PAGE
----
- Fat Brands has entered into an agreement to combine with Fog Cutter Capital Group, the company’s controlling stockholder, according to a press release. The restaurant company says the merger is expected to provide it with additional financial flexibility and a simplified corporate structure.
- FCCG has more than $100 million in net operating loss carryforwards, which could only be assumed by Fat Brands if the firm owned at least 80% of the company, Andy Wiederhorn, president and CEO of Fat Brands said in the press release. NOLs can be used to spread losses over future years, reducing tax liability. Through the business combination, these NOLs will be internalized at Fat Brands, providing better flexibility and optionality with its capital structure, he said.
- The merger agreement comes just months after Fat Brands acquired full-service chain Johnny Rockets and shows that even though merger activity had all but disappeared during the early days of the pandemic, it is starting to accelerate as companies look to 2021.
The merger with Fog Cutter Capital Group was in the works before the pandemic struck and Wiederhorn said in 2019 that he expected it to be completed this year. It follows a 2017 tax sharing agreement it made with the firm in which FCCG would file consolidated federal and state income tax returns with the company and its subsidiaries, Wiederhorn said during the company's Q1 2019 earnings call. Fat Brands then pays FCCG what its current tax liabilities would have been if it filed a separate return.
But as Fat Brands has become a more aggressive buyer, it has needed to adjust this strategy to make sure it can keep buying companies. When it buys a company, Fat Brands typically pays cash and some sort of seller note or preferred stock, Wiederhorn said during the company's Q2 2020 earnings call. However, the company can't issue stock today because it would "mess up the ownership structure" of FCCG, which would make it more difficult to use the NOLs to shelter tax liabilities, he said.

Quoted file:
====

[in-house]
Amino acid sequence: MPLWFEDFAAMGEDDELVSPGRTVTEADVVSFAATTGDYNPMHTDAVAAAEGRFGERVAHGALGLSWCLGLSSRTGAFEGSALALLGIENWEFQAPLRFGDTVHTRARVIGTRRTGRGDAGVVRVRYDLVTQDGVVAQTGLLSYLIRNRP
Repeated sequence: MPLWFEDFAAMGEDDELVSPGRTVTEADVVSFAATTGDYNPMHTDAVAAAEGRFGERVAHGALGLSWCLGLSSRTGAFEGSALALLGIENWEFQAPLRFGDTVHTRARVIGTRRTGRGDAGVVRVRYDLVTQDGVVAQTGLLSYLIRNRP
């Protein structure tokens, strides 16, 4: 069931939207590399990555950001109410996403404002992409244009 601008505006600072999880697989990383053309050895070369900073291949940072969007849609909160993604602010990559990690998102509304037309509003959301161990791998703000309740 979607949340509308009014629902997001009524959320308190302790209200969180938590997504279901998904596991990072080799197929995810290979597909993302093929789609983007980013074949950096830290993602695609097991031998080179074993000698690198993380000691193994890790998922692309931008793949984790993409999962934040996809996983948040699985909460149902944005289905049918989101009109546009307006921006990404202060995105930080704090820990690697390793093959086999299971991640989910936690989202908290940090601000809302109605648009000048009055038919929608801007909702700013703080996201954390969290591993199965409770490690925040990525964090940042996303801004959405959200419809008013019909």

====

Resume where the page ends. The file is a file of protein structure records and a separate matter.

Through the merger, the NOLs will fall under Fat Brands' entity structure and the 80% ownership requirement will disappear, he said.
"That's very important because it will allow us to make acquisitions using common stock, to issue more common stock to raise capital … and we still get the full benefit of the NOL," he said.
Fat Brands has been an active acquirer of restaurant companies over the past two years, a key growth strategy for the company. After it finalized its Johnny Rockets acquisition, it grew from having over 375 franchised units to more than 700 franchised and company owned restaurants. Also with Johnny Rockets, the company expects it can generate two times its 2019 EBITDA of $7.7 million in a post-pandemic environment, Wiederhorn said in the Friday press release. In 2019, Fat Brands acquired Elevation Burger a year after it closed its deal with Yalla Mediterranean.
Fat Brands isn't the only restaurant company that has had its eye on expanding its restaurant platform. Inspire Brands acquired Dunkin' Brands in October for over $11 billion, in what was easily the biggest restaurant deal of 2020, just a year after it added Jimmy John's and two years after it added Sonic to its platform. Even though M&A activity has slowed because of the pandemic, Fat Brands and Inspire Brands show that they are still hungry for additional restaurants that can round out their growing portfolios.